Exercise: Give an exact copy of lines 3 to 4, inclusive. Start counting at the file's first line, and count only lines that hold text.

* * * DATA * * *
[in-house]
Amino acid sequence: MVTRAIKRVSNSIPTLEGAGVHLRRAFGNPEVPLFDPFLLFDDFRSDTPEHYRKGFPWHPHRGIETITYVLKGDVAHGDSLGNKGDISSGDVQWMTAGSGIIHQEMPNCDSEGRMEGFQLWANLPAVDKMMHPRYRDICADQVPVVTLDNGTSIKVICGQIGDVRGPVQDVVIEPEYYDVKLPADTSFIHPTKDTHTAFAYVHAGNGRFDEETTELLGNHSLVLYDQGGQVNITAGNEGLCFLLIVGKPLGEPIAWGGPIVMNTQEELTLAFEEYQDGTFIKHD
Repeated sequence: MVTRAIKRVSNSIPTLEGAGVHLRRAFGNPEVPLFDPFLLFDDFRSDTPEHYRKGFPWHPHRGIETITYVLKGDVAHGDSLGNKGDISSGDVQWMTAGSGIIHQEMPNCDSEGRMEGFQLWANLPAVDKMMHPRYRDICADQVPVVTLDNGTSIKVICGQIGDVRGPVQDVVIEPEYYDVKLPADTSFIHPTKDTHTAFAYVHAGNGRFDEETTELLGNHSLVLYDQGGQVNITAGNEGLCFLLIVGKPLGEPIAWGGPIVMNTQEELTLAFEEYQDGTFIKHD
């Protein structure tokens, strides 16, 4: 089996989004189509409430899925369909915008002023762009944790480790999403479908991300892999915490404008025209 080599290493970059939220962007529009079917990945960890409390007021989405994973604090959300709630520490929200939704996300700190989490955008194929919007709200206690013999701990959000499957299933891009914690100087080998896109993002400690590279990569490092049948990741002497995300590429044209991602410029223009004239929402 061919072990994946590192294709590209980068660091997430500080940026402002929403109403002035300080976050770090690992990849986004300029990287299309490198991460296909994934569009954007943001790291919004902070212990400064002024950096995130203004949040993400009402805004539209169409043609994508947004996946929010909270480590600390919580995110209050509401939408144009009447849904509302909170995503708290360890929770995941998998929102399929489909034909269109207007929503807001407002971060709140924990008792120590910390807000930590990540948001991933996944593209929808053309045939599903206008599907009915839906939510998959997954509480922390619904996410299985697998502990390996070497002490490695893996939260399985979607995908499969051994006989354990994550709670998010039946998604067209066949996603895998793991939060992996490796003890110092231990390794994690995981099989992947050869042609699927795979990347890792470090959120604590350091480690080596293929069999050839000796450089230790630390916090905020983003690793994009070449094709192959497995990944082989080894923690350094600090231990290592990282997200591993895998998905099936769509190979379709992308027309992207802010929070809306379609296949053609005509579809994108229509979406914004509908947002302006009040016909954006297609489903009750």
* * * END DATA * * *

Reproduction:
Repeated sequence: MVTRAIKRVSNSIPTLEGAGVHLRRAFGNPEVPLFDPFLLFDDFRSDTPEHYRKGFPWHPHRGIETITYVLKGDVAHGDSLGNKGDISSGDVQWMTAGSGIIHQEMPNCDSEGRMEGFQLWANLPAVDKMMHPRYRDICADQVPVVTLDNGTSIKVICGQIGDVRGPVQDVVIEPEYYDVKLPADTSFIHPTKDTHTAFAYVHAGNGRFDEETTELLGNHSLVLYDQGGQVNITAGNEGLCFLLIVGKPLGEPIAWGGPIVMNTQEELTLAFEEYQDGTFIKHD
């Protein structure tokens, strides 16, 4: 089996989004189509409430899925369909915008002023762009944790480790999403479908991300892999915490404008025209 080599290493970059939220962007529009079917990945960890409390007021989405994973604090959300709630520490929200939704996300700190989490955008194929919007709200206690013999701990959000499957299933891009914690100087080998896109993002400690590279990569490092049948990741002497995300590429044209991602410029223009004239929402 061919072990994946590192294709590209980068660091997430500080940026402002929403109403002035300080976050770090690992990849986004300029990287299309490198991460296909994934569009954007943001790291919004902070212990400064002024950096995130203004949040993400009402805004539209169409043609994508947004996946929010909270480590600390919580995110209050509401939408144009009447849904509302909170995503708290360890929770995941998998929102399929489909034909269109207007929503807001407002971060709140924990008792120590910390807000930590990540948001991933996944593209929808053309045939599903206008599907009915839906939510998959997954509480922390619904996410299985697998502990390996070497002490490695893996939260399985979607995908499969051994006989354990994550709670998010039946998604067209066949996603895998793991939060992996490796003890110092231990390794994690995981099989992947050869042609699927795979990347890792470090959120604590350091480690080596293929069999050839000796450089230790630390916090905020983003690793994009070449094709192959497995990944082989080894923690350094600090231990290592990282997200591993895998998905099936769509190979379709992308027309992207802010929070809306379609296949053609005509579809994108229509979406914004509908947002302006009040016909954006297609489903009750």